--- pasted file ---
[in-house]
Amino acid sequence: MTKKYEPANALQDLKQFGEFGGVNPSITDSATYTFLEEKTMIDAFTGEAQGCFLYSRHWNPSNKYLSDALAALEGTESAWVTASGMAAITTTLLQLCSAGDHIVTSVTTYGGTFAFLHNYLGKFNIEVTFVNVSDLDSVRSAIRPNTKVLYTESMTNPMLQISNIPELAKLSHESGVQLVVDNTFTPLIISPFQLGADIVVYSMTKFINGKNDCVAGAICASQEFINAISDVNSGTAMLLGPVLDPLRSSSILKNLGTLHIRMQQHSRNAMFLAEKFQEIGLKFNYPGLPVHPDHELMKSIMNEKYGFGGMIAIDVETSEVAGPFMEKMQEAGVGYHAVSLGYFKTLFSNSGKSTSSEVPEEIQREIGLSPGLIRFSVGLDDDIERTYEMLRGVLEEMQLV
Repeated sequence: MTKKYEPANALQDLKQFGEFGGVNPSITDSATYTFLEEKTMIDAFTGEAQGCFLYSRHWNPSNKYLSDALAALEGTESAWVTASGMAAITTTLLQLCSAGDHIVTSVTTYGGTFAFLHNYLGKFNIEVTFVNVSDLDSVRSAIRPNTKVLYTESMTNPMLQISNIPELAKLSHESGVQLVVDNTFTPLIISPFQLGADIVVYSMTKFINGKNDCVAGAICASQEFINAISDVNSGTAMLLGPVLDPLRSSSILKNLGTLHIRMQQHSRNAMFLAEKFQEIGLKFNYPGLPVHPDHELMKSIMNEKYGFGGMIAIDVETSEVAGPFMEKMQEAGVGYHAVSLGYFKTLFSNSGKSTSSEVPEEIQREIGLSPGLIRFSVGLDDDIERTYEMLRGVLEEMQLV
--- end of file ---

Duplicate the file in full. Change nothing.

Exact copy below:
[in-house]
Amino acid sequence: MTKKYEPANALQDLKQFGEFGGVNPSITDSATYTFLEEKTMIDAFTGEAQGCFLYSRHWNPSNKYLSDALAALEGTESAWVTASGMAAITTTLLQLCSAGDHIVTSVTTYGGTFAFLHNYLGKFNIEVTFVNVSDLDSVRSAIRPNTKVLYTESMTNPMLQISNIPELAKLSHESGVQLVVDNTFTPLIISPFQLGADIVVYSMTKFINGKNDCVAGAICASQEFINAISDVNSGTAMLLGPVLDPLRSSSILKNLGTLHIRMQQHSRNAMFLAEKFQEIGLKFNYPGLPVHPDHELMKSIMNEKYGFGGMIAIDVETSEVAGPFMEKMQEAGVGYHAVSLGYFKTLFSNSGKSTSSEVPEEIQREIGLSPGLIRFSVGLDDDIERTYEMLRGVLEEMQLV
Repeated sequence: MTKKYEPANALQDLKQFGEFGGVNPSITDSATYTFLEEKTMIDAFTGEAQGCFLYSRHWNPSNKYLSDALAALEGTESAWVTASGMAAITTTLLQLCSAGDHIVTSVTTYGGTFAFLHNYLGKFNIEVTFVNVSDLDSVRSAIRPNTKVLYTESMTNPMLQISNIPELAKLSHESGVQLVVDNTFTPLIISPFQLGADIVVYSMTKFINGKNDCVAGAICASQEFINAISDVNSGTAMLLGPVLDPLRSSSILKNLGTLHIRMQQHSRNAMFLAEKFQEIGLKFNYPGLPVHPDHELMKSIMNEKYGFGGMIAIDVETSEVAGPFMEKMQEAGVGYHAVSLGYFKTLFSNSGKSTSSEVPEEIQREIGLSPGLIRFSVGLDDDIERTYEMLRGVLEEMQLV